15-494 Cognitive Robotics
We've made an upgrade to the Tekkotsu system that requires you to make some changes to your directory. Follow these easy steps:
Next, edit the file UserBehaviors.h. Delete the line beginning "<<<<<<", and then delete everything from the "=====" line to the line beginning ">>>>>>". You'll have to do this in both Part 1 and Part 2 of the Userbehaviors.h file. Also delete the references to HelloWorldBehavior in part 1 and part 2. Once you've completed these edits, type "make" to rebuild.cd ~/project rm Startup* cvs update -dP
From now on, your code should be written as MyCoolThing.cc.fsm instead of MyCoolThing.h.fsm. You will no longer add anything to UserBehaviors.h. Instead, at the end of MyCoolThing.cc.fsm add the following line:
The advantage of this new scheme is that all your behaviors compile as individual .cc files, so editing one won't cause the Makefile to recompile everything. So compiles will be faster. Also, model-specific behaviors can test the target model right in the source file, instead of forcing the user to include those tests in the UserBehaviors.h file.REGISTER_BEHAVIOR(MyCoolThing);
Part I: Localization With the Particle Filter
In this part of the lab you will create a world map, then move the robot to another location, build a local map, and use the particle filter to estimate where the robot is on the world map.
Start with the file Lab6a.cc.fsm. Arrange three plastic easter egg halves in an L-shape, with adjacent easter eggs about 100 mm apart. Use at least two different colors. Be sure to do "gettekkotsu" at the start of the lab so you are using the current versin of libtekkotsu.so. Compile and run the Lab6a behavior and observe the robot performing a visual search for the landmarks. Examine the world map to see what the MapBuilder found.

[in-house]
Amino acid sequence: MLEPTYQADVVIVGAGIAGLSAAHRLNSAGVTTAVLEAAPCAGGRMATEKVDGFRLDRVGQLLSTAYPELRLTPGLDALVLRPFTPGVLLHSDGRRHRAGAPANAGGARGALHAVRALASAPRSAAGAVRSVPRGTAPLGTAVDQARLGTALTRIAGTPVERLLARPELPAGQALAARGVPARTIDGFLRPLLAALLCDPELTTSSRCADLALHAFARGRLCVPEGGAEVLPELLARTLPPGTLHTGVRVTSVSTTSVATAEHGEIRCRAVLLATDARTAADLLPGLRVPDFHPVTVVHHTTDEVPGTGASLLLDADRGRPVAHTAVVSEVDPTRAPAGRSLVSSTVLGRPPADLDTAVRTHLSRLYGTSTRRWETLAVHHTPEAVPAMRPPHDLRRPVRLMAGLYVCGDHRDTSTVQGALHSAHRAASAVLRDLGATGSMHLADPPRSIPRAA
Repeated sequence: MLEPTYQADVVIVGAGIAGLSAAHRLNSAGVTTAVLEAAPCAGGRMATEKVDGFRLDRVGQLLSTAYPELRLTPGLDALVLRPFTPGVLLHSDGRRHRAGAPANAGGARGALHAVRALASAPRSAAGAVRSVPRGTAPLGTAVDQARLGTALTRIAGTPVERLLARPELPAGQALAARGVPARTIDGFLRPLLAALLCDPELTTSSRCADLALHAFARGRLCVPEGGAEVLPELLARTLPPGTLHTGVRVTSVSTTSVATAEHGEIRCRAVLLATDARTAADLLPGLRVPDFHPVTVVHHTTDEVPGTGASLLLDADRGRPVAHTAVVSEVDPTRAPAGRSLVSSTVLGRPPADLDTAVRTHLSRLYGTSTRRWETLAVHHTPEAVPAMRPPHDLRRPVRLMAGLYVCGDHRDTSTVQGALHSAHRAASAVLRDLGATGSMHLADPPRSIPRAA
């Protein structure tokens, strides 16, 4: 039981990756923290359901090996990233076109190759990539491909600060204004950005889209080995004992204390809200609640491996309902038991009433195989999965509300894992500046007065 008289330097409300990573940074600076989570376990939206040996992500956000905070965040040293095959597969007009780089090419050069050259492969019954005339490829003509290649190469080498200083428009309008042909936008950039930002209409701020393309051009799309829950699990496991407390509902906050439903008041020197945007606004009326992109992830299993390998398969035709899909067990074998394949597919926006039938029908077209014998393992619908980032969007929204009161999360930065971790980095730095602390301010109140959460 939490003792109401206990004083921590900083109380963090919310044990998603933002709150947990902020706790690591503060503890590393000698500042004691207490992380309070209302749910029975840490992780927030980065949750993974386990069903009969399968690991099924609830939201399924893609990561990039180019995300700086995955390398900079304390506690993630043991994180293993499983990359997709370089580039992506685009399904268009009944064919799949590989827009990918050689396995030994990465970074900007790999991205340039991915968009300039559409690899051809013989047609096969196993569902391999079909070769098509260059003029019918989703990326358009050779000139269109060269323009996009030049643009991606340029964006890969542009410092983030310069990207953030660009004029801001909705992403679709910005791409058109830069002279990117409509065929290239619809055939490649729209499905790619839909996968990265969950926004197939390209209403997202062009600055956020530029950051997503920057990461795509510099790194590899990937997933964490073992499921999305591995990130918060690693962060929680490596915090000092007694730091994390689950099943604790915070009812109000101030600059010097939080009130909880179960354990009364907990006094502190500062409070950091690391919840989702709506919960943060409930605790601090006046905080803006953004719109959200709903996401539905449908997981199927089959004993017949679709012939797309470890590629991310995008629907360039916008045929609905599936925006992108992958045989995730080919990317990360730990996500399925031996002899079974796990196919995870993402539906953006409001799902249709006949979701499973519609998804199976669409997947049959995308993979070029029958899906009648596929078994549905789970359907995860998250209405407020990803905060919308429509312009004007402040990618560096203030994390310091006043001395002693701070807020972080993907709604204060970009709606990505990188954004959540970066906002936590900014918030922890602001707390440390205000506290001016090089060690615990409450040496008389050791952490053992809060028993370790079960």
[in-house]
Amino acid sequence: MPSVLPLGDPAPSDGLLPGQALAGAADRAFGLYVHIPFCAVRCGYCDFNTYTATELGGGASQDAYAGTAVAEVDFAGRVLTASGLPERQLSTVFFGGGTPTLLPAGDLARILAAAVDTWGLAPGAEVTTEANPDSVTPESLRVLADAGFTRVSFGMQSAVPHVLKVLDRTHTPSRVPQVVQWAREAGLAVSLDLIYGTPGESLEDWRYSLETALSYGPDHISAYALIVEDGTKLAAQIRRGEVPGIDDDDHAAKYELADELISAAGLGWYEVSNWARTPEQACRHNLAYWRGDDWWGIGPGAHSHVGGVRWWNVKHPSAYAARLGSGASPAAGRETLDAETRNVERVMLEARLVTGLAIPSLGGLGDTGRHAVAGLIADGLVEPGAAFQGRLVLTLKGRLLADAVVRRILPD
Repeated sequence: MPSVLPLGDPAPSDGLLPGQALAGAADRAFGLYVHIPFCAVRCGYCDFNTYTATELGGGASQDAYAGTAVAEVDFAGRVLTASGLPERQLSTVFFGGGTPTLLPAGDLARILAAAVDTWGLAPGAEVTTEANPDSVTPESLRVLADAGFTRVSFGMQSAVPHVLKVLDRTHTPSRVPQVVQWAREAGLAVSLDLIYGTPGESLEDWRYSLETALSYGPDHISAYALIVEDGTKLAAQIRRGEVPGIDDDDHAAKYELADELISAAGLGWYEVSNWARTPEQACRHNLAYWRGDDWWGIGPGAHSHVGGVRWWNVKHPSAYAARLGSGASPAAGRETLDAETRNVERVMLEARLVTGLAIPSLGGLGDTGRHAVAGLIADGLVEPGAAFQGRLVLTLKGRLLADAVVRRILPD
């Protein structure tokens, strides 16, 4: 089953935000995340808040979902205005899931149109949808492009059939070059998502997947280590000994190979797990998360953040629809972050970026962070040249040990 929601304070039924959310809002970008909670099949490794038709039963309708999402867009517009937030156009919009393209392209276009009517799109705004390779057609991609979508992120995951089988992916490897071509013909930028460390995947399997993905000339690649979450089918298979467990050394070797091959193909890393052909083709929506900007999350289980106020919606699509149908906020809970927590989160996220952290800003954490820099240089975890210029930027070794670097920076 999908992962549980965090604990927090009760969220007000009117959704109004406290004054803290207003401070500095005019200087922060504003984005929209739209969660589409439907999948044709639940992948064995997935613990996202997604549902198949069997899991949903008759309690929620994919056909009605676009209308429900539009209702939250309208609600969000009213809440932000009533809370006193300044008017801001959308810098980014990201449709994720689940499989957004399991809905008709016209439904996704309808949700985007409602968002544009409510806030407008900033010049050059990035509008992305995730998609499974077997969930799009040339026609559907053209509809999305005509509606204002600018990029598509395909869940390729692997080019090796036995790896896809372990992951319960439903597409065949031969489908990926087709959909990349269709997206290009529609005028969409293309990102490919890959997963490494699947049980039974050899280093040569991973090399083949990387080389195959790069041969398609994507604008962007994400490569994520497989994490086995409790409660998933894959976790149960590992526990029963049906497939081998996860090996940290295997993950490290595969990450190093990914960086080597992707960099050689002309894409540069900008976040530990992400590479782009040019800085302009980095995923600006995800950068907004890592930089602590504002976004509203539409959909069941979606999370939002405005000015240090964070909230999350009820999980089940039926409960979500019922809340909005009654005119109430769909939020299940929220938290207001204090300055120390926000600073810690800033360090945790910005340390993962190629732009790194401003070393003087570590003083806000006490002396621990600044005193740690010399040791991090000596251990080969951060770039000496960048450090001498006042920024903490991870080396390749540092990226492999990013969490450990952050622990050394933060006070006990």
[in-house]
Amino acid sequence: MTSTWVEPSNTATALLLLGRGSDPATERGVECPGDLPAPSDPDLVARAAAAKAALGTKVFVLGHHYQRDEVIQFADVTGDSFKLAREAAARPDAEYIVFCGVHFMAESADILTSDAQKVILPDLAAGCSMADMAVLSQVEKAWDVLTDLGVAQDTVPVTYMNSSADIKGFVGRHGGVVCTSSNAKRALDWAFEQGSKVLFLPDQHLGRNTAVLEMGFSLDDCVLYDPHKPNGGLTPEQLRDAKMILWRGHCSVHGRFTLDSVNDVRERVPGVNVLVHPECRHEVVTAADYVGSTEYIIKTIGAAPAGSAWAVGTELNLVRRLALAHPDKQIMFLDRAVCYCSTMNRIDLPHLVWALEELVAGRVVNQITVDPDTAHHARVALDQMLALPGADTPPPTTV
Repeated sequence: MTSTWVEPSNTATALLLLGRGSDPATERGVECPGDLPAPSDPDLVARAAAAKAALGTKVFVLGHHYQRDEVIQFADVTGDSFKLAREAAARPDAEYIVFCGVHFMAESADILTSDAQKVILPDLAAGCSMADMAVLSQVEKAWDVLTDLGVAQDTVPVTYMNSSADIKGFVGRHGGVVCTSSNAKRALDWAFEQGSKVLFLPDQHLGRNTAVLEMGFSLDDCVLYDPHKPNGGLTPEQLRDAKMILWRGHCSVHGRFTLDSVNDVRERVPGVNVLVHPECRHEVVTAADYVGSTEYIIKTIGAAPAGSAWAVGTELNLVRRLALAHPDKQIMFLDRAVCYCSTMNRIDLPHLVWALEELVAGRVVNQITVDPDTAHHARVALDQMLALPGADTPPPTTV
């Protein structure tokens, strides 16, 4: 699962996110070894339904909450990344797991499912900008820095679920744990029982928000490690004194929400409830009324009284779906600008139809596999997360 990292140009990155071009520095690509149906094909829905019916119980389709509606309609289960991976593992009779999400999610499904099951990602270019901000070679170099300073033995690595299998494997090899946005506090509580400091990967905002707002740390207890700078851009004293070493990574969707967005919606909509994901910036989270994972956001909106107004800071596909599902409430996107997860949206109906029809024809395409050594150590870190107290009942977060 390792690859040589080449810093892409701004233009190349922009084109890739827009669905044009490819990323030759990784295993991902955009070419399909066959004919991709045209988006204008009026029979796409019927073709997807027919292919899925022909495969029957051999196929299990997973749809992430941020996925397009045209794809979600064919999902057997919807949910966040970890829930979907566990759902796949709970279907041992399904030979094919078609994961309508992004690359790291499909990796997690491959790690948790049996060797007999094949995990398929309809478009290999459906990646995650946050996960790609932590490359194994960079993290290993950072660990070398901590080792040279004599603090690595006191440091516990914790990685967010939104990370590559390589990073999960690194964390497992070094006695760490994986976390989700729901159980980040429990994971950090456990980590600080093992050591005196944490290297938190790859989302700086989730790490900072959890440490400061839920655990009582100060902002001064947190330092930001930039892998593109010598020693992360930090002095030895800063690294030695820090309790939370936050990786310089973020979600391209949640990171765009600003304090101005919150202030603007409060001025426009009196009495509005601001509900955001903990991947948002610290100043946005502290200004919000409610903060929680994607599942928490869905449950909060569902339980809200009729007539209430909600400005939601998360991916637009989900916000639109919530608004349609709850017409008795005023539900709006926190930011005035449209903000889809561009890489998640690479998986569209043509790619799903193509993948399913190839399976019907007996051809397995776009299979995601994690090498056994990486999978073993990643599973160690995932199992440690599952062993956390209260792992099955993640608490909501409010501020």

Move the robot to a slightly different location. Then type
Hand in: snapshots of your local map and the corresponding world map. You can use the "Save Image" button in the SketchGUI to save a picture of the local map or world map.
Part II: Exploring the Walk Parameters
In this section we will experiment with the parameters controlling the Chiara's walk engine. Place the robot on the floor for this exercise. Instead of using the Walk Remote Control, go to Root Control > File Access > XWalk Edit. When the robot stands up, its initial leg placement is not very good, and this will eventually cause servos to overheat unless you move the robot to a more comfortable position.. To do this, have the robot walk forward a few steps. Then try the following exercises:
Part III: Find and Knock Down A Green Pillar
The Pilot can be used to search for an object by performing a map building operation. If the desired object isn't found, the Pilot can rotate the body and try again. Since the Pilot doesn't know what we're searching for, we must supply an exitTest() function to tell it when to stop searching. In this exercise we're going to look around for green blobs, and then try to run over the biggest one.
Compile the file Lab6b.cc.fsm. Use an upright green soda bottle as your search target. Try starting the Chiara close to and facing the target, and see how well it can do at knocking it over. Then try starting the robot from further away from the target, and see if it can find it.
Dave Touretzky and Ethan Tira-Thompson